The Magazine Spring 2020

Baileys winter inspiration – part 4

Posted 30th January 2020

Learn how to manage your horse like top riders, Mary King and Chris Burton, and get ready for a super-successful 2020!

Baileys winter inspiration series

Welcome to the fourth part of our winter training series. So far, we’ve explored different exercises to build your horse’s muscle and develop his way of going, thanks to our expert trainers Mary King and Chris Burton. We’ve also looked at how your horse’s diet affects his ability to perform well. This issue, we’re exploring the final side of the triangle of success – management. No matter how good your training, or how high quality and well-planned your horse’s diet, if he’s not managed in the best way he won’t be able to deliver the results he’s capable of.

Read on to find out how our trainers, Chris Burton and Mary King, manage their horses to achieve such amazing results and learn how to apply their tips to your horse.

Heads down

Mary and Chris agree that allowing your horse as much time out of the stable as possible is beneficial both physically and mentally. Mary explains, “The movement will help ease any stiffness and, if your field is hilly, so much the better, because your horse will naturally have to use himself while grazing, and this can make a huge difference to his overall strength.”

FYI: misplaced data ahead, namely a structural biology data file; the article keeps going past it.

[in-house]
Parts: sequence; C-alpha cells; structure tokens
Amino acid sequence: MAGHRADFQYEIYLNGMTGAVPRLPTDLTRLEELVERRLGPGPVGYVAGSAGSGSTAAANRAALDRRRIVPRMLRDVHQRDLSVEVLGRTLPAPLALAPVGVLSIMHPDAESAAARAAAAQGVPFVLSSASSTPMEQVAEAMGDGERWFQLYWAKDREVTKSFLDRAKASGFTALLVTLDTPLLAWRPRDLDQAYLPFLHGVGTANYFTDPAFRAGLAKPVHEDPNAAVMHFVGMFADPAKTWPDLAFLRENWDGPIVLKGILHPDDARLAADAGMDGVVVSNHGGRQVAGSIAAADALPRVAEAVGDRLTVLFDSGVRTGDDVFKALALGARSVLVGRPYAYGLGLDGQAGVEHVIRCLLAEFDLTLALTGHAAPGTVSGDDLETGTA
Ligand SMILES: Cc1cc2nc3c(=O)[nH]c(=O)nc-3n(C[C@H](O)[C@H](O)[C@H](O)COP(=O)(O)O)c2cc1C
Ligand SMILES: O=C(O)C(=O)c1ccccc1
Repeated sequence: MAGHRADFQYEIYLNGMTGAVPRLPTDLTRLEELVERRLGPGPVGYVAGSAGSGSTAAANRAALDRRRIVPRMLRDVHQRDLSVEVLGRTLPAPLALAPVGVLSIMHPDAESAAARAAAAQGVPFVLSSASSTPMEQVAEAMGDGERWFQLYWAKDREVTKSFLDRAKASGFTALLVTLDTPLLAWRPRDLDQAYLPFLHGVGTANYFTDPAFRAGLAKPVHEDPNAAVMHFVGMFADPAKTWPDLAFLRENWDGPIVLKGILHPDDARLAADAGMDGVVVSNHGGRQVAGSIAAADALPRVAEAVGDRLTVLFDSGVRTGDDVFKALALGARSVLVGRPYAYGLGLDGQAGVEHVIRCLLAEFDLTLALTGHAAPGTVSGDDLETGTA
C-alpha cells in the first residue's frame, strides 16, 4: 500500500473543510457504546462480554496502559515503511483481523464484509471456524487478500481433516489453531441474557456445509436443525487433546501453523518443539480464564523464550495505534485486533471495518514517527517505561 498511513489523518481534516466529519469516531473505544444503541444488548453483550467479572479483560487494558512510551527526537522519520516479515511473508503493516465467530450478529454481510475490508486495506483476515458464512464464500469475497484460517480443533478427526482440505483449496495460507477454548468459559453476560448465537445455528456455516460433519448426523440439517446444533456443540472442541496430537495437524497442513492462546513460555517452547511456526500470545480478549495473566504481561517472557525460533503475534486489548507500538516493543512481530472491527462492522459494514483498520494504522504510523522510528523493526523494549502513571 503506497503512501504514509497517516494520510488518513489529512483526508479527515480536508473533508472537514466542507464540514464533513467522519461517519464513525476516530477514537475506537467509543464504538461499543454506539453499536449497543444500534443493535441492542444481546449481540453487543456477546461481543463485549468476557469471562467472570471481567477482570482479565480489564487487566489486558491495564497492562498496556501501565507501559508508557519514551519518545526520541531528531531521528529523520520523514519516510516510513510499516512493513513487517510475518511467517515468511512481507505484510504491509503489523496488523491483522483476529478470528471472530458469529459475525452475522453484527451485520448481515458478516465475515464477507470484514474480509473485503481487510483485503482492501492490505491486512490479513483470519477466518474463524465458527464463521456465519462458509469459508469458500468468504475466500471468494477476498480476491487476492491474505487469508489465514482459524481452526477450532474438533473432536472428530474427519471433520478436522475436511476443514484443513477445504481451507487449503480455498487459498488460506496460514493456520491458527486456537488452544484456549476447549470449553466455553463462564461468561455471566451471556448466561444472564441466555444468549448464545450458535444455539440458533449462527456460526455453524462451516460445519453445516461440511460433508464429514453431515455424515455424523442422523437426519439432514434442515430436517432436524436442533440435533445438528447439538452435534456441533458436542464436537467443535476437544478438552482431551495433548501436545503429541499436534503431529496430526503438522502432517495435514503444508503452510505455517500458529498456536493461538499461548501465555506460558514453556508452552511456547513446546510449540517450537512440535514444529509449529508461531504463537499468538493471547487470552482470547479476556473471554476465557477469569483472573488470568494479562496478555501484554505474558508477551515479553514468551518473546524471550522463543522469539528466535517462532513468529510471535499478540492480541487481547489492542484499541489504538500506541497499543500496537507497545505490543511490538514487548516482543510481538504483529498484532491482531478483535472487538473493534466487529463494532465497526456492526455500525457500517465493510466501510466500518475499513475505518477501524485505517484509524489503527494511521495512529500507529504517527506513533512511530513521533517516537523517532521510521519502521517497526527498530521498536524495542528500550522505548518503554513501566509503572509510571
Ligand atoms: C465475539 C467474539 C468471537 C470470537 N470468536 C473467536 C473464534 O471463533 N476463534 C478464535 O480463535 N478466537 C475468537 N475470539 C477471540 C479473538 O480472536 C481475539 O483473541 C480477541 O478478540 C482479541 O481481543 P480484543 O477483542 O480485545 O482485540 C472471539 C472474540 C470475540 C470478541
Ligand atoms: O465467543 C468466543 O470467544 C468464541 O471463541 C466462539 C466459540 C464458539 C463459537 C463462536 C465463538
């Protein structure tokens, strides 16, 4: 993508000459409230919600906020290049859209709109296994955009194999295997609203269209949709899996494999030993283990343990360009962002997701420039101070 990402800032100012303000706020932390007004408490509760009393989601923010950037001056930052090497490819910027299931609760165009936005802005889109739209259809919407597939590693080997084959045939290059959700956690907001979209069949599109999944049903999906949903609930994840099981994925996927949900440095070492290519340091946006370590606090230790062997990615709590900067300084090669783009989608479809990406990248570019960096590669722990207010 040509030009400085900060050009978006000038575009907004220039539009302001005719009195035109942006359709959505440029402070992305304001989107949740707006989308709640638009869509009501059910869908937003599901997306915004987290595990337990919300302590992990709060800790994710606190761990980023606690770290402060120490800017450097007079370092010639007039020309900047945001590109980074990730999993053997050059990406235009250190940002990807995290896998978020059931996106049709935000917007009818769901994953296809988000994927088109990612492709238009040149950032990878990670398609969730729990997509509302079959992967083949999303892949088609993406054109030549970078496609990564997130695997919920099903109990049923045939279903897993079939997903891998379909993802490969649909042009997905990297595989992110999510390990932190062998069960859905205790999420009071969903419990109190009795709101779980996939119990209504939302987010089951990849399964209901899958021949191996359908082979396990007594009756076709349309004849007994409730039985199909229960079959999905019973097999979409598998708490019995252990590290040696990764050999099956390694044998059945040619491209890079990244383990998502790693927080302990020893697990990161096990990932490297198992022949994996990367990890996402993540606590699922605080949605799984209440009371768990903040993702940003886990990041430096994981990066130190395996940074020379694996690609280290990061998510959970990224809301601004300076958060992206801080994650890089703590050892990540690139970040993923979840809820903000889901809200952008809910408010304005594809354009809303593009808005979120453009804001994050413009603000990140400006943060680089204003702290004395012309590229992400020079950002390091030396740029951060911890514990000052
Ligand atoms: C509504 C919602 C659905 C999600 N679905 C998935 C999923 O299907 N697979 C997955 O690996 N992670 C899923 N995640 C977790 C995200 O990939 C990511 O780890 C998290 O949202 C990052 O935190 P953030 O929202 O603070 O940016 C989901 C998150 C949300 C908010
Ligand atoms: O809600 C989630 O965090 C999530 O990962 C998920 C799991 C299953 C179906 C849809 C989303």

Both Mary and Chris choose to feed hay from the floor, rather than a net, because this encourages horses to eat in a more natural position that’s beneficial for a number of reasons, from encouraging natural alignment and wear of the teeth to improving drainage from the upper respiratory tract. It also helps avoid any stiffness or incorrect muscle development in the neck, which can result from tugging at nets, and allows horses to stretch through their topline.

Forage management

While it’s important to consider your horse’s type and temperament when planning his diet, some general principles apply to all horses. Ensuring optimum fibre intake is essential for gut health and digestive efficiency. Good-doers are often in danger of being given insufficient forage in an attempt to control their waistline, which can leave them hungry as well as at risk of gastric ulcers, an unwelcome by-product of being left for long spells without forage.

Ad lib access to forage is recommended for all horses. Whether your horse is a good- or poor-doer, use a weightape to estimate his weight, then weigh his feed, which should be no less than 1.5% of his bodyweight for a good-doer or around 2% for a poor-doer. If your poor-doer isn’t eating his full ration, he’s missing out on calories and his gut health and digestive efficiency is likely to suffer, too.

In association with

Pick up a copy of Spring Horse&Rider, on sale 6 February, for more great management advice from top riders Mary King and Chris Burton.

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